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Old 02-06-2015, 08:45 AM   #4
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Stan,
So you also discovered that the cabinet is not really insulated, did you fix that as well? I used 3/4 inch rigid foam board on the entire interior of the cabinet, made a big difference in interior comfort adjacent to the cabinet. Since my thermostat was located on the cabinet wall, neither the furnace or the A/C would work properly with it mounted on what was basically an uninsulated exterior wall.
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Old 02-06-2015, 09:51 AM   #5
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Larry, I had some 1" fiberglass around the sides and that was it. The instructions are pretty specific about this as well. Your only suppose to install insulation from the front of the fridge to a point about 3" from the back of the fridge, and from top to bottom of the cabinet. You also add some to the top (ceiling) of the cabinet. I used R-13 fiberglass glued to the walls and carefully slid the fridge into the cabinet tucking the insulation as I went. I was surprised at all the requirements for this install.

The fridge itself fit fine in the existing cabinet - no cutting. I did have to make new panels for the doors so I could reuse the oak panels from the original fridge.
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Old 02-06-2015, 05:56 PM   #6
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Great info Stan. My camper is new. We will make our first trip next week. But living in Texas I will get ample opportunity to see how well the fridge works. This is great info to have if we have a problem keeping things cold. Thanks for taking time to post it.
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Old 02-06-2015, 06:35 PM   #7
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Great info, I fixed a 2003 Jayco the same way with the box and insulation.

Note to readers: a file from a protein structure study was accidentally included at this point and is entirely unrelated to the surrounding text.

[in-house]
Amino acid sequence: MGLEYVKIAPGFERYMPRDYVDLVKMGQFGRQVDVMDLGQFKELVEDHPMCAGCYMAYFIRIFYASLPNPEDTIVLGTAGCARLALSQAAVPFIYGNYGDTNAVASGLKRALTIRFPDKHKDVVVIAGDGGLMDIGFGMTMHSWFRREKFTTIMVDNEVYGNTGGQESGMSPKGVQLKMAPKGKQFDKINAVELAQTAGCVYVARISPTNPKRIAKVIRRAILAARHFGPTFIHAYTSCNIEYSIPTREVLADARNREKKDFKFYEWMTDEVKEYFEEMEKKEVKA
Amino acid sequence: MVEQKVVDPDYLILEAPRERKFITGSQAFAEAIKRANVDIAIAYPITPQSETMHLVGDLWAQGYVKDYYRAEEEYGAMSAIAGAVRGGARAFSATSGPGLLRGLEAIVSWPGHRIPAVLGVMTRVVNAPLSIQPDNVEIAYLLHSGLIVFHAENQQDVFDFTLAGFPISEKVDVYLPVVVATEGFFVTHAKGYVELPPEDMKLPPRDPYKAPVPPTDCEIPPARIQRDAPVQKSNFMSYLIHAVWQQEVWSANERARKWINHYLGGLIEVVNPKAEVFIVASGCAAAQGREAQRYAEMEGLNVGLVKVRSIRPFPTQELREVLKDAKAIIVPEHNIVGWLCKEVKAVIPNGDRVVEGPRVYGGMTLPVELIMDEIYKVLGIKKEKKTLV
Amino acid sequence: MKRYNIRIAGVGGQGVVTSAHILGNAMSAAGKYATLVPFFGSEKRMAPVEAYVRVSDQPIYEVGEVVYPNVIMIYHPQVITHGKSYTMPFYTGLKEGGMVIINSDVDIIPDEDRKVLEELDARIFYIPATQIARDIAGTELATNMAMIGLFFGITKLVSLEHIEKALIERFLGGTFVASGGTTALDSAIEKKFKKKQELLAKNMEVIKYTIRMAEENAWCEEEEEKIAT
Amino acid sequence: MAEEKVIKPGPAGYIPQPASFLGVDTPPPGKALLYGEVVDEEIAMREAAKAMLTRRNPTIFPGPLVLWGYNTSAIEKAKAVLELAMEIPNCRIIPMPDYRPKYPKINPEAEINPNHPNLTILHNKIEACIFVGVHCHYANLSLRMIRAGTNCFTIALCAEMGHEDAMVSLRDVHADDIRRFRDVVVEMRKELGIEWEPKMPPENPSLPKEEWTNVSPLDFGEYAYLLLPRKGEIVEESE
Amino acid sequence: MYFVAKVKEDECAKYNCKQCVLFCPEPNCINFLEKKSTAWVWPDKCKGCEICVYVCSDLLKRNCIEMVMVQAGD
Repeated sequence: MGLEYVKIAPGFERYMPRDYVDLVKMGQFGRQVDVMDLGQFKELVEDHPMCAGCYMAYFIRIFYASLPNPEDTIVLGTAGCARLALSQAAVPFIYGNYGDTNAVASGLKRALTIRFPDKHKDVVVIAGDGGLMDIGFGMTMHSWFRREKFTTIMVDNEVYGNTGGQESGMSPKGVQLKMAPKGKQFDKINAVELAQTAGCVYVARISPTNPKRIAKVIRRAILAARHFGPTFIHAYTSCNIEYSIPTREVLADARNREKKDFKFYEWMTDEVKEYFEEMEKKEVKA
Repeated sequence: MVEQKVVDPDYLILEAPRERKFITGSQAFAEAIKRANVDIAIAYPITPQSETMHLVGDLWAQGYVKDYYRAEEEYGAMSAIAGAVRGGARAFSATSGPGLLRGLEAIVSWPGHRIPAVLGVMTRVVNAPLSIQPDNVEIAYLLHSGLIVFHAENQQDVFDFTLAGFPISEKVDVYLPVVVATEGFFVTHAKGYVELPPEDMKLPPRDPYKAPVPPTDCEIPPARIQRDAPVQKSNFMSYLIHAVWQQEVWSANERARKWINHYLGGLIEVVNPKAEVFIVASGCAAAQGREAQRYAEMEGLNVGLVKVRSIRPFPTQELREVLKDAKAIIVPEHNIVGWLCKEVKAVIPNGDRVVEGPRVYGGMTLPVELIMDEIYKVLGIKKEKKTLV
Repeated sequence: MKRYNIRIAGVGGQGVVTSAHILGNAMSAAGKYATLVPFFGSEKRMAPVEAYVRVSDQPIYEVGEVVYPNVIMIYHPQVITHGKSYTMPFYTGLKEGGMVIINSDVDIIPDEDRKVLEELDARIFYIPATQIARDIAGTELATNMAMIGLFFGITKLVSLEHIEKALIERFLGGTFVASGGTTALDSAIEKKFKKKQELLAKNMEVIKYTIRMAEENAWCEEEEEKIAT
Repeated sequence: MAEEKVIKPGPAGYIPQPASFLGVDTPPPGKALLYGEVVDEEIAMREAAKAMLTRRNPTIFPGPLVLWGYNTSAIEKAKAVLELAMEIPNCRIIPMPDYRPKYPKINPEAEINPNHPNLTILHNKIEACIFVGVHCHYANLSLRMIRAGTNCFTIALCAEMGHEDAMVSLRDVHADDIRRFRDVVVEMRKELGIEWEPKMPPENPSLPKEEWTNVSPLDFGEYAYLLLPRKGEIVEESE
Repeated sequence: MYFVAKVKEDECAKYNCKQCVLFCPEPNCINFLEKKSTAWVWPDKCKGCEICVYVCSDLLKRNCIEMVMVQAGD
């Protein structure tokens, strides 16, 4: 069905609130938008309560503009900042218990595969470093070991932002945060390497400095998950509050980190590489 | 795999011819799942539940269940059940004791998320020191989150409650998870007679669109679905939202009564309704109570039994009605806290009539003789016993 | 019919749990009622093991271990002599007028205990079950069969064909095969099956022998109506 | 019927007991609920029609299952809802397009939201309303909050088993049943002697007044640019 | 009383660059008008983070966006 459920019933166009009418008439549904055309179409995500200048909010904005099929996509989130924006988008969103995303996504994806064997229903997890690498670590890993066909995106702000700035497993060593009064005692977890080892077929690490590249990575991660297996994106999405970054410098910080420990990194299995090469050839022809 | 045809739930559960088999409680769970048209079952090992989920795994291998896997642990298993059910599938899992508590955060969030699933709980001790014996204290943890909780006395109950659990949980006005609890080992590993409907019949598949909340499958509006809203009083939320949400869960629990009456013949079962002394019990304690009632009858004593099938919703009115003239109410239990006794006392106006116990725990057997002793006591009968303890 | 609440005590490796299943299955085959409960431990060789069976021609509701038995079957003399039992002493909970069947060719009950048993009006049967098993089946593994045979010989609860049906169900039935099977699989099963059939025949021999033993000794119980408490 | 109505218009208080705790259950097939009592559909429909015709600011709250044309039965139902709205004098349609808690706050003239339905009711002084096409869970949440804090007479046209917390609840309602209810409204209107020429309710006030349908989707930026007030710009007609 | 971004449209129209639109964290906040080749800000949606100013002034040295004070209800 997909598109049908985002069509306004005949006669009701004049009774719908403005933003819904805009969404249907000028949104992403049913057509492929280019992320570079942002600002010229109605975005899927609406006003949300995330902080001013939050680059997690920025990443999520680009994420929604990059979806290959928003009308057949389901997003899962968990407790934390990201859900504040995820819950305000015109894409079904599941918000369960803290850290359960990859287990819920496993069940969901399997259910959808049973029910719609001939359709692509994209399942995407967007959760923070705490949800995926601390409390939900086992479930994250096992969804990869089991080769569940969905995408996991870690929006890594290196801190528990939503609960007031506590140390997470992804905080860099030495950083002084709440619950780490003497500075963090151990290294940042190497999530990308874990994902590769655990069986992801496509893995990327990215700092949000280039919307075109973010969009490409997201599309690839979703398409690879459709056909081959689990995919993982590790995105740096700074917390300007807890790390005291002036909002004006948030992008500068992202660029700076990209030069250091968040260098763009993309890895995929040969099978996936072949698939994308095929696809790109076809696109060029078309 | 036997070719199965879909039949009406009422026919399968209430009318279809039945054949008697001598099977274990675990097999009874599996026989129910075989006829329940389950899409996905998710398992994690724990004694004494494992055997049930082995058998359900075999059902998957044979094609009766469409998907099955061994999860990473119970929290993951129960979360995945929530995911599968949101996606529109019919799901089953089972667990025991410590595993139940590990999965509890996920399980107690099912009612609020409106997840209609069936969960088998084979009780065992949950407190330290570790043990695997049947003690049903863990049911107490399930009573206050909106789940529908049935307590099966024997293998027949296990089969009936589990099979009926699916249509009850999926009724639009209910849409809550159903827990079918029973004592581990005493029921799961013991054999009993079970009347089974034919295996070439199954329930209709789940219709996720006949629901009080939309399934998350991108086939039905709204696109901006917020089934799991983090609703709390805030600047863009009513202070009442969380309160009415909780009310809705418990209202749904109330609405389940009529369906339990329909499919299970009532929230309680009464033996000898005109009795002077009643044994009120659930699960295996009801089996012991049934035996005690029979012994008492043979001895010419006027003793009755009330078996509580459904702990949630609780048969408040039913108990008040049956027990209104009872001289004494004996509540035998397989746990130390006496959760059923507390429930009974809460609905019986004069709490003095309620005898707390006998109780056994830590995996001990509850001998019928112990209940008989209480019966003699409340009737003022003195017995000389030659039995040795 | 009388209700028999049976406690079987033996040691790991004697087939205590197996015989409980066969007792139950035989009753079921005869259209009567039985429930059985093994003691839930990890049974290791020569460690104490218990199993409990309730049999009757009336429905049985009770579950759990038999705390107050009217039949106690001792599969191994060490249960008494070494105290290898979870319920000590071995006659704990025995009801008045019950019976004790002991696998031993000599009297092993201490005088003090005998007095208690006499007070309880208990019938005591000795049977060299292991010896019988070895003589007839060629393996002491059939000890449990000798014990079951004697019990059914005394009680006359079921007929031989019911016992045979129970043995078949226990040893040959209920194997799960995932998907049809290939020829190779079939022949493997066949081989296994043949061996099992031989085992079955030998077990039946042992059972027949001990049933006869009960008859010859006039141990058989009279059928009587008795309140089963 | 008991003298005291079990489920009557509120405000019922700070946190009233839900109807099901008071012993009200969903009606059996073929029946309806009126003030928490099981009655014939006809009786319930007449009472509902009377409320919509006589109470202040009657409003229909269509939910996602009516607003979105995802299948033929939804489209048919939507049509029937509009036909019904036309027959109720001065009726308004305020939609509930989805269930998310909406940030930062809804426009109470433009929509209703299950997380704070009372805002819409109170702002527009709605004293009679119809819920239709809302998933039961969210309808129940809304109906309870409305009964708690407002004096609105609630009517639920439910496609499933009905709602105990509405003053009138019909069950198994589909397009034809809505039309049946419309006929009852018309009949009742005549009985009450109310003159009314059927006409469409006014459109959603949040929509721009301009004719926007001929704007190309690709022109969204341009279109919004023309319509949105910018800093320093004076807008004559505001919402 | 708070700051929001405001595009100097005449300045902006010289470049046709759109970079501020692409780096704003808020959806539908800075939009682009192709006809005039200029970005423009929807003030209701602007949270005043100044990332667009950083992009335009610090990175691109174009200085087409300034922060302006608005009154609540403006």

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Old 02-06-2015, 07:56 PM   #8
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Stan
Thanks for the info...If I am not mistaken NorskeNY (Bob) also did a mod on his existing refrig, with baffels and temp controled fans... Hopefully he will chime in on this post also...

It was NorskeNY, I found it on page 10 of his posts "Dometic Fridge Issue" Can not retrive pictures though...
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Old 09-20-2018, 11:09 AM   #9
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This is an old thread, but,

Stan how is the new fridge working for you? Can you tell any difference in how it performs compared to your old one?



I was going to replace ours with an 8ft. but this one has been working so darn good I haven't done anything. Right at this point the only reason I would swap it out is for the added space.
(Sure hope I don't jinx myself with that)
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Old 09-21-2018, 10:17 AM   #10
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Lloyd....everything about it works better. It cools down in 1/2 the time, the temp is well regulated and does not fluctuate much at all ( I attribute this to the better temp controls in the fridge not something I did). The newer fridges even have a small bit of increased interior space. It also keeps everything at a cool temp in warmer outside temps and will still get TOO cold in 90 degree outside temp - I attribute this to the improved baffle system to allow better air flow around the fins. Everything I did was well explained in the instructions. If you do replace yours, allow several days and measure carefully as the tolerances between the baffles and the cooling system are very close.